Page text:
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SATA, a turning point in technology...

By jfuller05 ·
What, in your opinion, is a beneficial advancement in computer technology?

I would go with SATA (Serial Advanced Technology Attachment) for five reasons. These five reasons are more like advantages over PATA, which are: hot-swapping, cost, reduced wire count, speed, and protocol.

Hot-swapping is a huge advantage over PATA. Can you imagine just the first thought and discussion about a technology allowing a user to plug and unplug a component without rebooting? I'm sure whoever first thought of the idea and voiced it was deemed silly by his peers.

The cost of SATA is cheaper. You, of course, can check that yourself.

Reduced wire count and the reduced bulk of SATA is a major advantage, especially for those that like to "get into" their computer. The wire count went from 80 to 7, a great reduction in my opinion. No longer does a hardware tech/enthusiast have to deal with the ribbon connector from a hard drive.

The speed of the data transfer is another advantage SATA has over PATA. The transfer speed of PATA was 133.5 MB/s, while the SATA 150 offered us 150 MB/s; now there is SATA 600 which offers 600 MB/s. A great improvement in technology.

Lastly, the SATA protocol is another great advantage SATA provides and improvement in technology. I won't discuss the topology, SATA uses a point-to-point architecture, I want to mention the encoding. The logic encoding known as 8b/10b encoding.
<i>This scheme eliminates the need to send a separate clock signal with the data stream. The stream itself contains necessary synchronization information that allows for SATA host/drive to extract clocking. Use of 8b/10b encoding means the stream is also DC-balanced, which allows the signals to be AC-coupled.</i> Taken from wikipedia.

So, I think SATA was a great advancement in technology offering, like I said earlier, ease of functionality (reduced cable bulk), higher transfer speeds, hot-swapping, cost, and SATA's encoding.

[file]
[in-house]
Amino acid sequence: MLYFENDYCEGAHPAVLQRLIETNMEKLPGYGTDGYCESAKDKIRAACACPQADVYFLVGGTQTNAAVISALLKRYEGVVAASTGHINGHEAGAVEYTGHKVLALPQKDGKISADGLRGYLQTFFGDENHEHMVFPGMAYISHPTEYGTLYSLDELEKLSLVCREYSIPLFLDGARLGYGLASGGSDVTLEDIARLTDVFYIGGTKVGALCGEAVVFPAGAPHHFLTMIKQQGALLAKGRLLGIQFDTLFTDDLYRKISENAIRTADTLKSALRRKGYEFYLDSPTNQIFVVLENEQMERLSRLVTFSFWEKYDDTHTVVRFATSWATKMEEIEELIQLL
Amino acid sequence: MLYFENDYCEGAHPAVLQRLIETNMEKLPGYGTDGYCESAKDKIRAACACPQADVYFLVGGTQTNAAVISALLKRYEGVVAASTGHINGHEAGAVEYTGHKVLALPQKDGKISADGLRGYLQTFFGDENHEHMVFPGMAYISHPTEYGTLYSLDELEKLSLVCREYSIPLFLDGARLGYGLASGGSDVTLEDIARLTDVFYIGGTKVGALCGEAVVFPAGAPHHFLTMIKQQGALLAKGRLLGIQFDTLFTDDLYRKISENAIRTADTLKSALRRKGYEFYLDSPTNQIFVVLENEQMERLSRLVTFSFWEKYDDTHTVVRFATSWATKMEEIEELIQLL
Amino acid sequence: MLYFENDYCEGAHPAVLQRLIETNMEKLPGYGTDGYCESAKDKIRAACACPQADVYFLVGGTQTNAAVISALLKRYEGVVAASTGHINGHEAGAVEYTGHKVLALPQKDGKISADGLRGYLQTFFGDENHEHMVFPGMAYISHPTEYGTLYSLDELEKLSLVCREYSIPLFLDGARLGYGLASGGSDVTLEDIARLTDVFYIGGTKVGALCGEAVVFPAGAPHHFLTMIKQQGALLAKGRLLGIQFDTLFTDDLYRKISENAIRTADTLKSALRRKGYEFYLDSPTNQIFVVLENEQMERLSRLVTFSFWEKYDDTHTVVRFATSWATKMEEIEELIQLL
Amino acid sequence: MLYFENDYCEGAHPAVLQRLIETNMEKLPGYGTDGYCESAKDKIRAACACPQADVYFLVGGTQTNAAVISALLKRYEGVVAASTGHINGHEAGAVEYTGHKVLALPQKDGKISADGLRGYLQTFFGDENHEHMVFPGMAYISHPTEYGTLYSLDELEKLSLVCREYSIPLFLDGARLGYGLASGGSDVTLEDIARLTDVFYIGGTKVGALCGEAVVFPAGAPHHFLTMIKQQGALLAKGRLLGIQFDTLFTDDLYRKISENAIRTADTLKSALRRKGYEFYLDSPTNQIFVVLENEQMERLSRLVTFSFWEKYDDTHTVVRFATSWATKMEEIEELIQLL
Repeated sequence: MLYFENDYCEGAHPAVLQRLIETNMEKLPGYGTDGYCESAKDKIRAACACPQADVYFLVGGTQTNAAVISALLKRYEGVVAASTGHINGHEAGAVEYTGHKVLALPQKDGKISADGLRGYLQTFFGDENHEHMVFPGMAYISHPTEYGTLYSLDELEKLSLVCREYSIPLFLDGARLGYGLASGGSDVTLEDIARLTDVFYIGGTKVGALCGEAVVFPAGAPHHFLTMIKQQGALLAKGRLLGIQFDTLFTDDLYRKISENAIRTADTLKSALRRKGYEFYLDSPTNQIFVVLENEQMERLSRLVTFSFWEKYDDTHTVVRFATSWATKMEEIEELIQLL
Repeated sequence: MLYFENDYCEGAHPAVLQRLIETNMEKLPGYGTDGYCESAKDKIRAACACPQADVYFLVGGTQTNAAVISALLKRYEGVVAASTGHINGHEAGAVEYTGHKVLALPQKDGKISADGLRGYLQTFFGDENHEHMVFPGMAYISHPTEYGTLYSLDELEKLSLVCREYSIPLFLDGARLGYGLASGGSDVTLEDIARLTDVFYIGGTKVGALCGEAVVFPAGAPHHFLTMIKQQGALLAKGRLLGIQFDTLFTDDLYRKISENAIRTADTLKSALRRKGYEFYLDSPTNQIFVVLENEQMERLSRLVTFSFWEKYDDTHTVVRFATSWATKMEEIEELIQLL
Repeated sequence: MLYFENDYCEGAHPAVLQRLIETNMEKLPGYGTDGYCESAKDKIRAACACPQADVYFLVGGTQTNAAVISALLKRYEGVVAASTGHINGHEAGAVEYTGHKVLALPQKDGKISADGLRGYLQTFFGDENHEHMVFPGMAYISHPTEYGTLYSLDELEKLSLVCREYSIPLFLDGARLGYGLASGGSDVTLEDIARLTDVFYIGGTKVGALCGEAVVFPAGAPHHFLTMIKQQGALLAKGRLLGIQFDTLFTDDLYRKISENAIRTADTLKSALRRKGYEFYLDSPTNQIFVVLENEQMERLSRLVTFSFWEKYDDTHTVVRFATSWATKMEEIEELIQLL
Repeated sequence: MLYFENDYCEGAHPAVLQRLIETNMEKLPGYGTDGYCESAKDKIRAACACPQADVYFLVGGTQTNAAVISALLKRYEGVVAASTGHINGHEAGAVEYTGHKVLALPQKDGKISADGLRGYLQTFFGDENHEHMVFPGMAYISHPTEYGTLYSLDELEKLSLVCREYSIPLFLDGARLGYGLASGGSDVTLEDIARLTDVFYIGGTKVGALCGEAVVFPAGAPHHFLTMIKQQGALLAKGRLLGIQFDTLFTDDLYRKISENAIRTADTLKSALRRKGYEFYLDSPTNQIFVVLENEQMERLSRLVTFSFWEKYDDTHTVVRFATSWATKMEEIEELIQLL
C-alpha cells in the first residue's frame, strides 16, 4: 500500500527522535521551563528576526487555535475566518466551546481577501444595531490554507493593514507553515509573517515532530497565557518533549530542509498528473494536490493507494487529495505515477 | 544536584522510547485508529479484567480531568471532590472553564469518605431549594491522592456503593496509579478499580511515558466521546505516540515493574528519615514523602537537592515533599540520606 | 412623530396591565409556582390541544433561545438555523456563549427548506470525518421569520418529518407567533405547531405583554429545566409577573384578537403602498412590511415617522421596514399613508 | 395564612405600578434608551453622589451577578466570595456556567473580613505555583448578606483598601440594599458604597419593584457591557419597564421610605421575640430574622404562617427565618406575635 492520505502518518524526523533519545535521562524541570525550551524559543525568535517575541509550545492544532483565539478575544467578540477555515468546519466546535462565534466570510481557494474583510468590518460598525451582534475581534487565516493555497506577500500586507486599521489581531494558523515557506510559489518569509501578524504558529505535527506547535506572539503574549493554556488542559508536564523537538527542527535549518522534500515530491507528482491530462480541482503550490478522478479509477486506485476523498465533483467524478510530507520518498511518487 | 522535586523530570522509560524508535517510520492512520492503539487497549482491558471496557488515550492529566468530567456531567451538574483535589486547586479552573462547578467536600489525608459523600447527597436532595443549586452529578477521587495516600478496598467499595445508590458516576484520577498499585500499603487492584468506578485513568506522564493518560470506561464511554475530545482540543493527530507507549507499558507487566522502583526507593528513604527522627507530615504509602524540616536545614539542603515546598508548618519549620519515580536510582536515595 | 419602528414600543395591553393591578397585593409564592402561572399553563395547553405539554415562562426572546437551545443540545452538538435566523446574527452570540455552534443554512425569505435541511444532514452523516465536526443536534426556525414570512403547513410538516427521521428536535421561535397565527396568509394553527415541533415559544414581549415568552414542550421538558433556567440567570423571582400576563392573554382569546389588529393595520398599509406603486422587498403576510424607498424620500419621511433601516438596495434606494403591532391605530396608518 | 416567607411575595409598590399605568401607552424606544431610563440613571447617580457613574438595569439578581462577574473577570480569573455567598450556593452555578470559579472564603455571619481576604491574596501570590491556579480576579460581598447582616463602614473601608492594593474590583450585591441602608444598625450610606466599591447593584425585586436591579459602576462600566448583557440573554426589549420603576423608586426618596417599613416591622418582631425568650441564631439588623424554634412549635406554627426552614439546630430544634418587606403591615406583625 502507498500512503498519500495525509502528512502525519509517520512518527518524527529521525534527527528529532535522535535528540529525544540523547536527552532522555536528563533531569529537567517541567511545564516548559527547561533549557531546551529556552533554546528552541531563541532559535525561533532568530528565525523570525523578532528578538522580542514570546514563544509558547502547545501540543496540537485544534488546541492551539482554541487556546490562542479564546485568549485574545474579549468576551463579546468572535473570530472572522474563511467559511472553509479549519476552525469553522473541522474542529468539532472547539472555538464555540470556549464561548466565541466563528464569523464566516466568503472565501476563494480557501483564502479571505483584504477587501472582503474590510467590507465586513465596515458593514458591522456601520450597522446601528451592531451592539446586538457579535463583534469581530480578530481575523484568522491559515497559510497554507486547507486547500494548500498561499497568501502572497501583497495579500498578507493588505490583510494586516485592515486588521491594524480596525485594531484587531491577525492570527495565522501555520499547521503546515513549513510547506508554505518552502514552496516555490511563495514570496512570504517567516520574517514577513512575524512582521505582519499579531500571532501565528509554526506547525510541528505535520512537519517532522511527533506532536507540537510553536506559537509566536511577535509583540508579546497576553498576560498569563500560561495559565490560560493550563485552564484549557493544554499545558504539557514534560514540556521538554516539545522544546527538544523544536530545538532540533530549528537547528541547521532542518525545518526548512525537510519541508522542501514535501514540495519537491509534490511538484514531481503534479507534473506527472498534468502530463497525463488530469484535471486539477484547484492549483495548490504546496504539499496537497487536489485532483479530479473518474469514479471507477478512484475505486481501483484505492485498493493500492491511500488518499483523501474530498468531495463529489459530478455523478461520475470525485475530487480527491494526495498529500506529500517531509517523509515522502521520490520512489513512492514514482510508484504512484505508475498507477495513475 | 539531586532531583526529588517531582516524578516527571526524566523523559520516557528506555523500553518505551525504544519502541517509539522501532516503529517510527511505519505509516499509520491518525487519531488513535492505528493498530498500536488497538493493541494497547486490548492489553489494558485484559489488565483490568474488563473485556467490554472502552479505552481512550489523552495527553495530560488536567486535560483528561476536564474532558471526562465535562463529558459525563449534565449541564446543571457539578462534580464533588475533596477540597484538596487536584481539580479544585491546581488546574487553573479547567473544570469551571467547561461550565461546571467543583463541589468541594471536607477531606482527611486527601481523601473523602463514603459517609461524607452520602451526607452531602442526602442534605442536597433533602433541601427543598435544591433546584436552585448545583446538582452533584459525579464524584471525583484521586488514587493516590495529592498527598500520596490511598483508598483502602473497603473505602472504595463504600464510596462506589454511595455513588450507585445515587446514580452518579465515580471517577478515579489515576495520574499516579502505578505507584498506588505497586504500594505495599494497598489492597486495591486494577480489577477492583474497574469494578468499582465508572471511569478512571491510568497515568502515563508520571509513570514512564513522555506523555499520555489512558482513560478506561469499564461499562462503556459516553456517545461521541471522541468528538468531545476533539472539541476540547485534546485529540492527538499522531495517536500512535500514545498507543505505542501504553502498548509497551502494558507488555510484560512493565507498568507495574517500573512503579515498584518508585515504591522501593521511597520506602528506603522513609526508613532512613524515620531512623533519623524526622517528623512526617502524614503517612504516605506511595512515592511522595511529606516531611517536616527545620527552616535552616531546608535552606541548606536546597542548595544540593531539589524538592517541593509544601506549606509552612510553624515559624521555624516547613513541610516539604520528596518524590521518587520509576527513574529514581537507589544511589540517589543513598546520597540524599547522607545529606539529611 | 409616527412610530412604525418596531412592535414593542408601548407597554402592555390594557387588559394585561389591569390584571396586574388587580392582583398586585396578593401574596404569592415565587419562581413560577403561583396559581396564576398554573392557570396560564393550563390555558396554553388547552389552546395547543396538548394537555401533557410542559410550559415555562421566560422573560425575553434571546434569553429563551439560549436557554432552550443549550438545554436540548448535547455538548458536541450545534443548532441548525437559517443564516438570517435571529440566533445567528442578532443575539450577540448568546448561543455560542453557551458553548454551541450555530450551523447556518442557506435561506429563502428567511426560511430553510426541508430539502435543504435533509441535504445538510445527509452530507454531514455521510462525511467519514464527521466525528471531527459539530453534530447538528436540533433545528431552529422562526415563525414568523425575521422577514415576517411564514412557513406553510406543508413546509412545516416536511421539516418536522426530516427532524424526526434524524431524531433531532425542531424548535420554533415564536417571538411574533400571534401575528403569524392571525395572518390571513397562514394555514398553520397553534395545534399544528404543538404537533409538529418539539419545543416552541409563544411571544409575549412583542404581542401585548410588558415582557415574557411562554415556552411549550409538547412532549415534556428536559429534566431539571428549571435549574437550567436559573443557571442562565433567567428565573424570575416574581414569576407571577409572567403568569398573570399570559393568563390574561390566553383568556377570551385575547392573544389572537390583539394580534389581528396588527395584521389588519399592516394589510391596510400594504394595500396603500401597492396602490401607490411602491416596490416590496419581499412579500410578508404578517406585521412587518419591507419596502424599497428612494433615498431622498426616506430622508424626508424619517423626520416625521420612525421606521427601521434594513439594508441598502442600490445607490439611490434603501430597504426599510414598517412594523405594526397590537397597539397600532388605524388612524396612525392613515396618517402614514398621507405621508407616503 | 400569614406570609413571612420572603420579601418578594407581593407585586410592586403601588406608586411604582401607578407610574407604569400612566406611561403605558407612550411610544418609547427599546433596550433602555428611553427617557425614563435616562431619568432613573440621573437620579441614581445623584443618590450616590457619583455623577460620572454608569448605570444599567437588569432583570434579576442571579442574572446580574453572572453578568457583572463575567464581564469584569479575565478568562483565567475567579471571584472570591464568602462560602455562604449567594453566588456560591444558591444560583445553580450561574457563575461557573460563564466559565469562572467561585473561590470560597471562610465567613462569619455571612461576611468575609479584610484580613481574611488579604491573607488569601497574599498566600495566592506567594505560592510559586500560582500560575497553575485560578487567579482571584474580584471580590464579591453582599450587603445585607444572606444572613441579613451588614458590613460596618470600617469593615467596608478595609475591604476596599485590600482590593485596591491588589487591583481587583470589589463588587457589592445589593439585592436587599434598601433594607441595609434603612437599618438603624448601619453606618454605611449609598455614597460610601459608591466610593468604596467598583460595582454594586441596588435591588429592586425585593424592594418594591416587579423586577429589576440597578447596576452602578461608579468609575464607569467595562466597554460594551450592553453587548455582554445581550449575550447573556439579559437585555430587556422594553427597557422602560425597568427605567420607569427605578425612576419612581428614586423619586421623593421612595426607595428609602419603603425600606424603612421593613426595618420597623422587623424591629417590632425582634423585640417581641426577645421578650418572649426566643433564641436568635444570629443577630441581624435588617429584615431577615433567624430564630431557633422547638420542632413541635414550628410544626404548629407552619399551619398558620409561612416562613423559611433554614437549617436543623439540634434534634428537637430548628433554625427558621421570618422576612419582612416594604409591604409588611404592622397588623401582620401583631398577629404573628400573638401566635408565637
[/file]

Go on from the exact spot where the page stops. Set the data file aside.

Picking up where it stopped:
What are some advancements that stand out to you TR?

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For what application?

by neilb@uk In reply to SATA, a turning point in ...

Personally, I'd rather have SAS. You get the advantages of simplification of the physical interface with the addition of the SCSI protocol and a much more intelligent controller. But I tend to use servers and SANs and the duty cycle on most SATA drives doesn't support 24-hour operation so I do have a bias.

:)

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Yeah, definitely, SAS for servers

by jfuller05 In reply to For what application?

The added cost of SCSI is justifiable in servers and disk arrays.

I guess I should have mentioned why I even started talking about this. I was working on a workstation, it had a PATA drive, that made me think about SATA and the advantages over PATA.

Yeah, SAS is preferred for servers, higher-end machines in general.

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As I said

by neilb@uk In reply to Yeah, definitely, SAS for ...

I'm a server/SAN person so I wasn't disagreeing at all. If you're going to use ATA then it's got to be SATA.

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